“Chiiori” (House of the Flute) is the name of an Edo period minka farmhouse in the Iya Valley, western Tokushima, Japan. Purchased by Alex Kerr in the 1970s, the house is now home to staff members of Chiiori Trust, a non-profit organization based in Iya Valley that is working toward solutions to the problems surrounding depopulation in rural Japan.
The Japanese know the Iya Valley for its remoteness, alpine scenery and vine bridges and for being the fabled 12th-century refuge of the Heike clan. Americans are unlikely to know it at all, but if they do, it’s probably because of Alex Kerr.
At the tourist information office near Tokyo Station, I tried to explain this to the two very nice women behind the counter. They were visibly surprised that a foreigner was planning to visit the valley, which nestles in the mountains of Shikoku, the smallest of Japan’s four main islands.
Kerr, a writer whose study of Asian languages and culture began as a 9-year-old in Bethesda, discovered the Iya Valley in 1971, when he was a college student. He soon bought an unoccupied farmhouse there and renovated it, painstakingly restoring the thatched roof. He named the place Chiiori, or “House of the Flute.”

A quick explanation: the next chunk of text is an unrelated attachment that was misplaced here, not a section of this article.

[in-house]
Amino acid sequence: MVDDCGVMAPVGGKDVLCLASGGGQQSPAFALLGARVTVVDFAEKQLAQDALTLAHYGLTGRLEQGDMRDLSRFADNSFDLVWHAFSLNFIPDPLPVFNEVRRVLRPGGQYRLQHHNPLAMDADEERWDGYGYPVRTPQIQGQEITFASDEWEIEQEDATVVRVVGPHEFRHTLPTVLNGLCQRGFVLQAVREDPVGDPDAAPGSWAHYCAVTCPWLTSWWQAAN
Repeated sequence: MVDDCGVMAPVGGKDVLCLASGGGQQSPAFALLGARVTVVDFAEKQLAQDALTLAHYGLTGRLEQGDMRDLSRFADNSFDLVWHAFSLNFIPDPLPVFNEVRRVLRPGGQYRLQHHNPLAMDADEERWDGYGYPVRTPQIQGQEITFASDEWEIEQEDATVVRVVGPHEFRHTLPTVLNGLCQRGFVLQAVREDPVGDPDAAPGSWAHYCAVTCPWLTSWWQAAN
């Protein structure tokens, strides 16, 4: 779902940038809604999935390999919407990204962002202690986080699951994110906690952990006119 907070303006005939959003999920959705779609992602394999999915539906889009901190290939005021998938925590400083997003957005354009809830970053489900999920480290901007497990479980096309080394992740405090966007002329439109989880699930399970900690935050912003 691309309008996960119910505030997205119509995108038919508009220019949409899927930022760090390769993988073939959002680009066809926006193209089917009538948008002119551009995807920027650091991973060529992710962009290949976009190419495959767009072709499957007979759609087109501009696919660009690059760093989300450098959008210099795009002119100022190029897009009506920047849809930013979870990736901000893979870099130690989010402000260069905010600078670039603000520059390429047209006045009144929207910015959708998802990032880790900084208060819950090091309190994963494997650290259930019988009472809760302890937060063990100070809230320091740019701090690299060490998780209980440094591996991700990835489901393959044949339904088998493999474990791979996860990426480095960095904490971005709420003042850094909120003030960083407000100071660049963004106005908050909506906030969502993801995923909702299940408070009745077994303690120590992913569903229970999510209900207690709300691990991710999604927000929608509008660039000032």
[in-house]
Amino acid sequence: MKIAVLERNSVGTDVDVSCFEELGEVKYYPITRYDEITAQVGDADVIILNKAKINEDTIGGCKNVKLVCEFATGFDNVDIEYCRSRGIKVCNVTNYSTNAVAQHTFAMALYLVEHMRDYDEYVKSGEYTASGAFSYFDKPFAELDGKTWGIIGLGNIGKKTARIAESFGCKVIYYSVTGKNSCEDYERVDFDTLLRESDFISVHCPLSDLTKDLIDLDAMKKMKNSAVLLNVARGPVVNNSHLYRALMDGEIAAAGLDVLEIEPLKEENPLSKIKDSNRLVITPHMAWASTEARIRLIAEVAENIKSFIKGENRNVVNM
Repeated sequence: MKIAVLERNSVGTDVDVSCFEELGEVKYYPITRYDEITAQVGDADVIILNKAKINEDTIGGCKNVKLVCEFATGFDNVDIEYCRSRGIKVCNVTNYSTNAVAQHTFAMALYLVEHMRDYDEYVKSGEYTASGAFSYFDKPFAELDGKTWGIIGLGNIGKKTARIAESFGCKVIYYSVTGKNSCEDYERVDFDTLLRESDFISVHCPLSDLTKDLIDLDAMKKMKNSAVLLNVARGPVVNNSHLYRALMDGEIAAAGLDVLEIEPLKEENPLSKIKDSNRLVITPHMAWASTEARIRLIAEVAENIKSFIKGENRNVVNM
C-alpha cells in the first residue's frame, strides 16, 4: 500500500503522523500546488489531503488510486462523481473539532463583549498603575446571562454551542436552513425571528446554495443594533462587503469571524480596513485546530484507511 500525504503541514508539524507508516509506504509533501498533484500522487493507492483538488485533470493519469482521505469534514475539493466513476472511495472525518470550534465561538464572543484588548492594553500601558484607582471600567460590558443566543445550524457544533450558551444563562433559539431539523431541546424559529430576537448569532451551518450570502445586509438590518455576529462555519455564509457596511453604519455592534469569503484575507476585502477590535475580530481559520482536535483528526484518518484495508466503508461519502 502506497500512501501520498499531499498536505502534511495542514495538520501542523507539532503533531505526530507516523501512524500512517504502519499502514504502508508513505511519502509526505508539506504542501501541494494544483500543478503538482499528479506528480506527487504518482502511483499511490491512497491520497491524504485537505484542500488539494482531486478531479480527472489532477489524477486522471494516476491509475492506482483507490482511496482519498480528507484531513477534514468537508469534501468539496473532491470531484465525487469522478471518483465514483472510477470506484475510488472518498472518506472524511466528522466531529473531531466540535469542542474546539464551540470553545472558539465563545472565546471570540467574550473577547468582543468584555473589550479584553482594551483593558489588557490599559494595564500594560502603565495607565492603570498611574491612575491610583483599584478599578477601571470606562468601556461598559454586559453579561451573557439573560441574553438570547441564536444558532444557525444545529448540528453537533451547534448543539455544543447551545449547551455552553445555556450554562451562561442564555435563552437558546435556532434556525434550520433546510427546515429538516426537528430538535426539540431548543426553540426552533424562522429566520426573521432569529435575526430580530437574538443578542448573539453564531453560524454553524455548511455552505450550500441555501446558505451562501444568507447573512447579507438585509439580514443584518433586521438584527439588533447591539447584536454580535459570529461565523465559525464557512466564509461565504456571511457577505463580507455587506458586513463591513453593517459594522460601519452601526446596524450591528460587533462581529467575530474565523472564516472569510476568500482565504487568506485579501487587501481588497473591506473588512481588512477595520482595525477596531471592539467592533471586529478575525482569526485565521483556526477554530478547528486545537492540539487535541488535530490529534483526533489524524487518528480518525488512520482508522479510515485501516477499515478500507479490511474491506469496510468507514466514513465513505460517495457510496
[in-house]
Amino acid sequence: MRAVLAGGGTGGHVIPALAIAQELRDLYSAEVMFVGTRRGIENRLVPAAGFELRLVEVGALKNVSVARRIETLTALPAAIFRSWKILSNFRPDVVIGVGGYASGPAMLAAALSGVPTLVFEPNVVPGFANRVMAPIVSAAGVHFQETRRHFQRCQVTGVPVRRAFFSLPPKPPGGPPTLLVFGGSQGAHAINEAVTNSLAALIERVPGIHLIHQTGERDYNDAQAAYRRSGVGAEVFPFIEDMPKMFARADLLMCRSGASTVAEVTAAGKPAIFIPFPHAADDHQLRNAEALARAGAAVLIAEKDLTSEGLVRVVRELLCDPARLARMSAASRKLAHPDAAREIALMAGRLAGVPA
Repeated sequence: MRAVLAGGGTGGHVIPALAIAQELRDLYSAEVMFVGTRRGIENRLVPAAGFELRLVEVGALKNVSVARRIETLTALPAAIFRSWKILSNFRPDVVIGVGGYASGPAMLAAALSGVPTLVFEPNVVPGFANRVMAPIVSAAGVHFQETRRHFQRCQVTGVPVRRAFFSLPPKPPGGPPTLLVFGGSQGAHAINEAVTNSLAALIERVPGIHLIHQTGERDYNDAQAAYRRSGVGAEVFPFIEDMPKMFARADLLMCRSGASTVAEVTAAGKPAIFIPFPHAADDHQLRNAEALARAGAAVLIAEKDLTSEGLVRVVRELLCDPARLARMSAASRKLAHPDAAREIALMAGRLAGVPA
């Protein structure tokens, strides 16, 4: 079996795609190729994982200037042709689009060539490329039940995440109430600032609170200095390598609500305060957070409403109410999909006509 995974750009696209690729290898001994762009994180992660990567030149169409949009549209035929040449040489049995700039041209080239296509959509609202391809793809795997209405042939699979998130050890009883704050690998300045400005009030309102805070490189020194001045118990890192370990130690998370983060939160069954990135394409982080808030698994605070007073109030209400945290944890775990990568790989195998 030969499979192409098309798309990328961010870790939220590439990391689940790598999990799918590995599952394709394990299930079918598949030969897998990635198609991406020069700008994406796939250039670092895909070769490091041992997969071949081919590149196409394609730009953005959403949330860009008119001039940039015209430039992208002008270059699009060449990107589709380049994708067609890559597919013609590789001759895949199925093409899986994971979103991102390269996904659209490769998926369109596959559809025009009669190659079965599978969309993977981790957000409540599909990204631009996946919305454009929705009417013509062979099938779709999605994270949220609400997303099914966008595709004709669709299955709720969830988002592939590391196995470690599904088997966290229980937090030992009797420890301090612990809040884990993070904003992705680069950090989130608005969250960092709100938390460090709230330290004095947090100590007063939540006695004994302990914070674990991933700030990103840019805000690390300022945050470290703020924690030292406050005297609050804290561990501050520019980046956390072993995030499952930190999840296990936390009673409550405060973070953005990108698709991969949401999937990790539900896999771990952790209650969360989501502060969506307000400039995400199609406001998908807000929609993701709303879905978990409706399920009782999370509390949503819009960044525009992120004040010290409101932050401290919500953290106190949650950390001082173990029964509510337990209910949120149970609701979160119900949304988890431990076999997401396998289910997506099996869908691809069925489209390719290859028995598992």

I gave a brief account of this, which I’d read about in Kerr’s 1996 book, “Lost Japan.” The women smiled and shook their heads, as if this was the sort of thing only Westerners could possibly know about. Then they handed me two brochures produced by the area’s tourist boards. On the cover of one was a picture of Chiiori.
Visiting the Iya Valley last summer, I didn’t make it to Chiiori. It’s far off the main road and is now a rather expensive hostelry, managed by a nonprofit group Kerr founded. But I was glad to see that picture, just to prove that someplace I’d read about in the region actually existed. I’d found little other evidence that there was anything there, except the history reflected in the name Iya Valley, which means “Ancestor Valley.”
In the age of crowdsourced data, there’s little uncharted territory. Yet in 2015, Google Maps showed nothing in most of the Iya Valley save mountains, the Iya River and a few twisting roads. (Cursory information on a few more places has been added since, but the map is still largely empty.) When I arrived at Oboke, the closest train station, I had only a vague sense of what awaited me.